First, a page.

Ph.D. Student - Earth System Science (UC Irvine), B.Sc. - Atmospheric Sciences (Cornell University)
By: Zachary Labe , 12:33 PM GMT on August 05, 2008
"Thoughts on Severe Weather Outbreak of August 5"
Good Tuesday morning!!! Well some of us are waking up to sunshine while others are socked in the clouds and rain. A very strong complex of thunderstorms hit Chicago last night in the form of a derecho. The derecho created several outflow boundaries over the Ohio Valley later sparking nocturnal thunderstorm complexes. Lots of debris clouds are scattered about the region along with leftover rain showers and thunderstorms. And sun breaks through the clouds aheading of the next trough showers and thunderstorms should again break out this afternoon and evening. The computer models have been consistently bringing a MCS across Pennsylvania for Tuesday night. As the low level jet becomes focused over the region with strong winds aloft severe weather may be a threat. This outbreak has been highly advertised as long as 7days ago. But as we got closer to the event it looks less and less impressive. And now this morning it does not appear it will be too large or dangerous of an outbreak in Pennsylvania. I though decided to issue a severe weather formatted blog due to the threat of today's severe weather and that the other blog was getting old. Below the sections will highlight each seperate detail of the event. Please stay tuned throughout the day for the latest updates from the NWS. Also I cannot rule out quite a strong bow echo to move across the state of Pennsylvania. The GFS does show some type of complex moving across the state. But really instibility ingredients are not quite high enough for a widespread damaging derecho like was forecast a week ago.
"Current Weather Setup"
Pretty complex scenerio unfolding for Pennsylvania. A cold front is approaching the region, but out ahead of the cold front is the warm front located in the southern Pennsylvania region vicinity. Dying thunderstorm complexes are all over the Ohio valley leaving areas of substidence and debris clouds. The dying complexes are moving south into the northern parts of the Tennessee Valley. As for Pennsylvania sunshine is out across the eastern half of the state with clouds in the western part. But already evident by satellite is cloud breaks which will create areas of isolation later this afternoon. A nose of extremely high PWATs possibly in excess of 2inches will move into Pennsylvania. Looking at this morning's water vapor loop the high moisture aloft is very evident by shortwaves located along the warm front over the Indiana and Ohio vicinity moving east. Dewpoints have been on the rise this morning and will potentially reach values near 70degrees later today. If enough breaks in the clouds occur temperatures could possibly reach near 90degrees in the far southeast. Elsewhere temperatures will be in the 80s. As moisture from the Gulf rides up along the warm front thunderstorms should break out later today. The max wind shear values are over southwestern Pennsylvania up to 50knots, elsewhere around 40knots. Instibility will develop in the areas of isolation with CAPEs rising over 2000 j/kg. This type of forecast is a very difficult one as energy could be stolen to our south by those stronger complexes. But still the computer models develop a MCS over central Pennsylvania. But as time goes on I am doubting this scenerios more and more. Today will sort of be a wait and see day. Dynamics are available for severe storms, but morning substidence could really prevent strong convection from forming.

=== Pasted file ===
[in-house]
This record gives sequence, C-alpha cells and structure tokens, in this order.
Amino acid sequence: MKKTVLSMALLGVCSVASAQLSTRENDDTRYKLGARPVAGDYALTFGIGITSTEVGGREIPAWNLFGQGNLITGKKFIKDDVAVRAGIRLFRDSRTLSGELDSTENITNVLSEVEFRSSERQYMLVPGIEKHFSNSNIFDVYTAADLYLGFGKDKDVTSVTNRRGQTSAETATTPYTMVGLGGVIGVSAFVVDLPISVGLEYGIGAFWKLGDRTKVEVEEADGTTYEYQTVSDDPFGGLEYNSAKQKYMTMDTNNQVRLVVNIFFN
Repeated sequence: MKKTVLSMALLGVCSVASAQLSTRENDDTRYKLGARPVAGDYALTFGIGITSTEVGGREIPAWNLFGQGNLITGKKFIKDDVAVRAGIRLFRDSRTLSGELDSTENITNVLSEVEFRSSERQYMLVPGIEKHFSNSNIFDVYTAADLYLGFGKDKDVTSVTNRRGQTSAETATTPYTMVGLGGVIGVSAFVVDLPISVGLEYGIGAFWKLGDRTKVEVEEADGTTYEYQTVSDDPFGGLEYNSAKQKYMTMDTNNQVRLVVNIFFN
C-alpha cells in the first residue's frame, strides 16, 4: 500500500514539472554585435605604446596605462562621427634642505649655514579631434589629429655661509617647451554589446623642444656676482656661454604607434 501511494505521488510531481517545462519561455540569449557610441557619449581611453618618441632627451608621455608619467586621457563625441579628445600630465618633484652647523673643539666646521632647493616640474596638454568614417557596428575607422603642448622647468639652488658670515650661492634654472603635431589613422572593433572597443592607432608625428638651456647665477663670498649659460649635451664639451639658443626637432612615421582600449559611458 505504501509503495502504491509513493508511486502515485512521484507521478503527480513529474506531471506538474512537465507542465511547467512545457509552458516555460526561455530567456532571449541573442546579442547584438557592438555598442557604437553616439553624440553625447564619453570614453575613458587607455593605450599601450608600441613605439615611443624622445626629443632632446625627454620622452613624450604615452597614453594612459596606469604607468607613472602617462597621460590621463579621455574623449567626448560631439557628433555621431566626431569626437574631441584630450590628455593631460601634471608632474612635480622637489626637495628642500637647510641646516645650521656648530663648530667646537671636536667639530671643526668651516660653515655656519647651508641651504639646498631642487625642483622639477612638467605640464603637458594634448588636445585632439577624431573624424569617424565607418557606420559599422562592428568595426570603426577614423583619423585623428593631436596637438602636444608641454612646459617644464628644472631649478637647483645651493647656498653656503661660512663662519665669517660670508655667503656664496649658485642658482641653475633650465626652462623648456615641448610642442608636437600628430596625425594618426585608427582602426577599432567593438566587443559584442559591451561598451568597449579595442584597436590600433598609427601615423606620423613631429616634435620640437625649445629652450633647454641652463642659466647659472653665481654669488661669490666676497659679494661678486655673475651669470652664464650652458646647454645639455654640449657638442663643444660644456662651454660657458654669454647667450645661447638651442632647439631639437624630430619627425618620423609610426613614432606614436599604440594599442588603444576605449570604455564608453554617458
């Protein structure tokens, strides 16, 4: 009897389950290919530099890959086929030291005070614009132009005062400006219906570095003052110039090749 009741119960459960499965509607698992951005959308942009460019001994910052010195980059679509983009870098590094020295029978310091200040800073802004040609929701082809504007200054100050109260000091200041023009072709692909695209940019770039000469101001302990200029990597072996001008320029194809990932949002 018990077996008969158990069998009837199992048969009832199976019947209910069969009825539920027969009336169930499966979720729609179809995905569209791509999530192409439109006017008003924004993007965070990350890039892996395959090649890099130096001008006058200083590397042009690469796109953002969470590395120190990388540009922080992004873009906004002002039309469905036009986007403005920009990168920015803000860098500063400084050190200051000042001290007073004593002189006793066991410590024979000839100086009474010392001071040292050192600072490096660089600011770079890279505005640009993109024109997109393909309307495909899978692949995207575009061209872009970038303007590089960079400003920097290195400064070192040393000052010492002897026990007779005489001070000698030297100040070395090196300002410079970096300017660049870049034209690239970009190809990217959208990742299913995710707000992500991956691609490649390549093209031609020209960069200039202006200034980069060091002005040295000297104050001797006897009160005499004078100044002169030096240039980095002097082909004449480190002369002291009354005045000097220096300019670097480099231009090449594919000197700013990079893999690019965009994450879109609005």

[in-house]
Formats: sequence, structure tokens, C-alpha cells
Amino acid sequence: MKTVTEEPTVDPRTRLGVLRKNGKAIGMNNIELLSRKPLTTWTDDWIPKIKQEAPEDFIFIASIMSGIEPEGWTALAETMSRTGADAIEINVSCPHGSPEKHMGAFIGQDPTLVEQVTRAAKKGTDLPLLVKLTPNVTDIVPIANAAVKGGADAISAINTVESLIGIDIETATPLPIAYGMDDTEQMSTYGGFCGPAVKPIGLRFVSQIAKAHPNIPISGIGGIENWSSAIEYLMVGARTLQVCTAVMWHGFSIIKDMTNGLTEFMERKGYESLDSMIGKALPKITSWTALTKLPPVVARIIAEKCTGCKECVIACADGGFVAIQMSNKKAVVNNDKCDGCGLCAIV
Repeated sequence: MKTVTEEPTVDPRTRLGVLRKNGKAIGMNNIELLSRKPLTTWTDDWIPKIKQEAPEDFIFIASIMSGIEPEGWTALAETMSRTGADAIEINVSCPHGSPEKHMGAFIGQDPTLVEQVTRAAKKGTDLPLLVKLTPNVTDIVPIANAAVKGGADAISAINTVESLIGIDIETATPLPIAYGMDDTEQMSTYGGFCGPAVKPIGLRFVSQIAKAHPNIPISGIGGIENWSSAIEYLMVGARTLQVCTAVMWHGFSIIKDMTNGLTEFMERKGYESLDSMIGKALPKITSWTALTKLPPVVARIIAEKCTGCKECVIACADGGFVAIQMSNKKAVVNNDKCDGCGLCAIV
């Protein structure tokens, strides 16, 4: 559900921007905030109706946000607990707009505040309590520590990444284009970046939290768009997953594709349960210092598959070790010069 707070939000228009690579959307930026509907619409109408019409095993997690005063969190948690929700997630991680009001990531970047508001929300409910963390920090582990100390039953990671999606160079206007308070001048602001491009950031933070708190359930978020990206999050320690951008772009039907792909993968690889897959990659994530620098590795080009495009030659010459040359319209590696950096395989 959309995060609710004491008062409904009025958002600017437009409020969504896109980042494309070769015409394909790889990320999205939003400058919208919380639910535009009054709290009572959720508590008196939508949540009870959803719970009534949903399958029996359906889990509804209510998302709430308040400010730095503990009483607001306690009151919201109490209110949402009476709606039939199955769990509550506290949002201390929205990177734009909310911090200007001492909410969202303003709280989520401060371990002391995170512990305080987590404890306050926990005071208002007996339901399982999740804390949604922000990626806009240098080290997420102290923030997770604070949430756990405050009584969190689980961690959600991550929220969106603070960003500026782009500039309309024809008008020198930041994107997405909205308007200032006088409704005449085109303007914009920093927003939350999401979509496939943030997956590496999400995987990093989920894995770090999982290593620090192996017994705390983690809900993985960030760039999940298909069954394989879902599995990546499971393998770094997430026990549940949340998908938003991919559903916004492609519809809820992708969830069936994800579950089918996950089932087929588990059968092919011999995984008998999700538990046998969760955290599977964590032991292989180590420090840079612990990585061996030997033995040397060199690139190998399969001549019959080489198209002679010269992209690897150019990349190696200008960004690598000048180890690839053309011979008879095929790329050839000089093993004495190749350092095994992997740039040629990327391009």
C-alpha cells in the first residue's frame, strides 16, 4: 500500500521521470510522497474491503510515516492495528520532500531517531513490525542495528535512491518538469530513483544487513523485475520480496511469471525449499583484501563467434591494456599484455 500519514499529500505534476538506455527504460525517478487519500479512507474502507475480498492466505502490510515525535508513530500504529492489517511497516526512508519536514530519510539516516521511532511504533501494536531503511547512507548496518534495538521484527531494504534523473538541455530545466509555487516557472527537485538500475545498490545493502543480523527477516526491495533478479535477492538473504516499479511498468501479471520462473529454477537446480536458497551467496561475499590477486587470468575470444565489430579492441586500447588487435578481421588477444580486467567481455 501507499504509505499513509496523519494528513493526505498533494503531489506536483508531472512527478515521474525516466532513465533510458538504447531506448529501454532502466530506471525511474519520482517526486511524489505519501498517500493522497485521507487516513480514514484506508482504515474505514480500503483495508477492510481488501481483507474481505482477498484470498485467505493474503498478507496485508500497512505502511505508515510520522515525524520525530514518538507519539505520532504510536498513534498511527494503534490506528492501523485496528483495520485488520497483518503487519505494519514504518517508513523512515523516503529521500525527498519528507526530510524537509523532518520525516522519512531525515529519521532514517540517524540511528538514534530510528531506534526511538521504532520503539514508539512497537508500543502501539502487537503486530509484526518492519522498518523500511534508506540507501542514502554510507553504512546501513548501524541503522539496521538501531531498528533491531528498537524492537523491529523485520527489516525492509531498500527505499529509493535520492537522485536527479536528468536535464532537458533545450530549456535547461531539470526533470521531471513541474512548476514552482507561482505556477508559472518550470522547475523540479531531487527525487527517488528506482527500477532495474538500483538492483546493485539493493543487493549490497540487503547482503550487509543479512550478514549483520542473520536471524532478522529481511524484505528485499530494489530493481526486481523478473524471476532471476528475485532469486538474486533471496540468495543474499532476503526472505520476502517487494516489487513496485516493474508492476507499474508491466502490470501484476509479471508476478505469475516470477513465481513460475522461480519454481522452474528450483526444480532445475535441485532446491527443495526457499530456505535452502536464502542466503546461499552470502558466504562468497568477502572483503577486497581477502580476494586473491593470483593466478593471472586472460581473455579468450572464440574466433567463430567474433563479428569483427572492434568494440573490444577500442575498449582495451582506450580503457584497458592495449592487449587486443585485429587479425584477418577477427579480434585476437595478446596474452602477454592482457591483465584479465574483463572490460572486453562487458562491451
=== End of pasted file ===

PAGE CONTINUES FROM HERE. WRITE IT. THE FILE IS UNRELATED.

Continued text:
(Courtesy of Penn State Meteorology.)
"Current Surface Map and Weekly History of Jet Stream Position"
"Radar for Western Pennsylvania"
"Radar for Central Pennsylvania"
"Radar for Eastern Pennsylvania"
"Forecasts from Storm Prediction Center"
DAY 1 CONVECTIVE OUTLOOK
NWS STORM PREDICTION CENTER NORMAN OK
0743 AM CDT TUE AUG 05 2008
...MID MS AND OH VALLEYS/CENTRAL APPALACHIANS...
NUMEROUS CLUSTERS OF STRONG CONVECTION HAVE BEEN OCCURRING OVERNIGHT
FROM IA INTO OH/WV. THESE STORMS HAVE ESTABLISHED AN OUTFLOW
BOUNDARY FROM NORTHERN MO INTO CENTRAL IL...THEN ACROSS SOUTHERN IND
AND NORTHEAST KY INTO WV. THIS BOUNDARY MAY PUSH A LITTLE FARTHER
SOUTH THIS MORNING BEFORE STALLING. EXTREME INSTABILITY WILL BE
POSSIBLE ONCE AGAIN THIS AFTERNOON ALONG AND SOUTH OF THE
BOUNDARY...PROMOTING VIGOROUS THUNDERSTORM DEVELOPMENT FROM MO TO
KY/WV. SUFFICIENT DEEP LAYER SHEAR AND CONVERGENCE ALONG THE
BOUNDARY WILL PROMOTE A RISK OF LARGE HAIL WITH INITIAL
STORMS...WITH DAMAGING WIND THREAT INCREASING THROUGH THE EVENING AS
CLUSTERS BECOME BETTER ORGANIZED AND TRACK SOUTHEASTWARD INTO THE